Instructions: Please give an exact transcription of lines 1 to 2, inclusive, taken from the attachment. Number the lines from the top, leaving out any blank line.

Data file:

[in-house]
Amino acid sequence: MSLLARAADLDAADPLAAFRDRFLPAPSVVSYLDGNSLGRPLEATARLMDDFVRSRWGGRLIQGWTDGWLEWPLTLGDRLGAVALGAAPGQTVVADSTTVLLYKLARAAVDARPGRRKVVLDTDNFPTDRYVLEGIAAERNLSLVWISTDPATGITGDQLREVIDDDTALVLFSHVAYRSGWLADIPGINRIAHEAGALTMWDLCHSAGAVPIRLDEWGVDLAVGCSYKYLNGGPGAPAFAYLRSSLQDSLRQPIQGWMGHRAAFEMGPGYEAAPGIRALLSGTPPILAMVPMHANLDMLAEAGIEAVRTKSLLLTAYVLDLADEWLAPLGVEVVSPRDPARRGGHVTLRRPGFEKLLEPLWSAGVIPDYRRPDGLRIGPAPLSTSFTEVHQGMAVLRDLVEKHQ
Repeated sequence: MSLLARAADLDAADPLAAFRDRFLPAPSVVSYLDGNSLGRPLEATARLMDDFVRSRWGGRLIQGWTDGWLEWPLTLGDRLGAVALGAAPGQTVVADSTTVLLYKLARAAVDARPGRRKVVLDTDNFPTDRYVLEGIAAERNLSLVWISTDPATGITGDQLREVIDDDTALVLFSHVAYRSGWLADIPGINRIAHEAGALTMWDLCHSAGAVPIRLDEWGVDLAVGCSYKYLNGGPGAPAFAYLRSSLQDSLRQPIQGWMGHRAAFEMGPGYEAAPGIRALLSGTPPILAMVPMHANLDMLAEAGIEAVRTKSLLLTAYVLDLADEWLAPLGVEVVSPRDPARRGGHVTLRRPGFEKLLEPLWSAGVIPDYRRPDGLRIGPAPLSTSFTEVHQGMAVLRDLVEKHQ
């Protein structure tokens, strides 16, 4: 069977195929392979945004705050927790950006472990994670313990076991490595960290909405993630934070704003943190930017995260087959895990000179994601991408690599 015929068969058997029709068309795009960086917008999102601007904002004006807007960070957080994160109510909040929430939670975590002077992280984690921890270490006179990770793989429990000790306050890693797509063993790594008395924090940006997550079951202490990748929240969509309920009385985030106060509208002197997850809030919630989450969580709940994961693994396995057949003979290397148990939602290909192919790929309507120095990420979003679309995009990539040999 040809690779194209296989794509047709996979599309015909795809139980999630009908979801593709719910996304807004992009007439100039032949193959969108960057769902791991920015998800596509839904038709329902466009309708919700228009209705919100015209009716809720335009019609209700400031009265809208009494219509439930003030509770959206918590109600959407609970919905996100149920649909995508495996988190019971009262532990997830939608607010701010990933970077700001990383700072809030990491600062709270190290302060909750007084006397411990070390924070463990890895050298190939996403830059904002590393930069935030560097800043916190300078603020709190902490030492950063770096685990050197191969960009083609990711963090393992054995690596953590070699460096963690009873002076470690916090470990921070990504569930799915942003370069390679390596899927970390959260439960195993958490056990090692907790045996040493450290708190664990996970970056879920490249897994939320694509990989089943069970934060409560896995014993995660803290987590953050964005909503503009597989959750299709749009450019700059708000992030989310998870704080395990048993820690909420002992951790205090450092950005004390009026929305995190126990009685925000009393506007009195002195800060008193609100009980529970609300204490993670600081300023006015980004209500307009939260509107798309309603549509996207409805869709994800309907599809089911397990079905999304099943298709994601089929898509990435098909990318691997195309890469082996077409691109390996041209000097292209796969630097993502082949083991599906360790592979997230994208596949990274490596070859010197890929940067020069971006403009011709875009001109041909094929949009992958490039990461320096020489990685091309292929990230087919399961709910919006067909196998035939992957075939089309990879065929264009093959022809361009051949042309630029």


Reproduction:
[in-house]
Amino acid sequence: MSLLARAADLDAADPLAAFRDRFLPAPSVVSYLDGNSLGRPLEATARLMDDFVRSRWGGRLIQGWTDGWLEWPLTLGDRLGAVALGAAPGQTVVADSTTVLLYKLARAAVDARPGRRKVVLDTDNFPTDRYVLEGIAAERNLSLVWISTDPATGITGDQLREVIDDDTALVLFSHVAYRSGWLADIPGINRIAHEAGALTMWDLCHSAGAVPIRLDEWGVDLAVGCSYKYLNGGPGAPAFAYLRSSLQDSLRQPIQGWMGHRAAFEMGPGYEAAPGIRALLSGTPPILAMVPMHANLDMLAEAGIEAVRTKSLLLTAYVLDLADEWLAPLGVEVVSPRDPARRGGHVTLRRPGFEKLLEPLWSAGVIPDYRRPDGLRIGPAPLSTSFTEVHQGMAVLRDLVEKHQ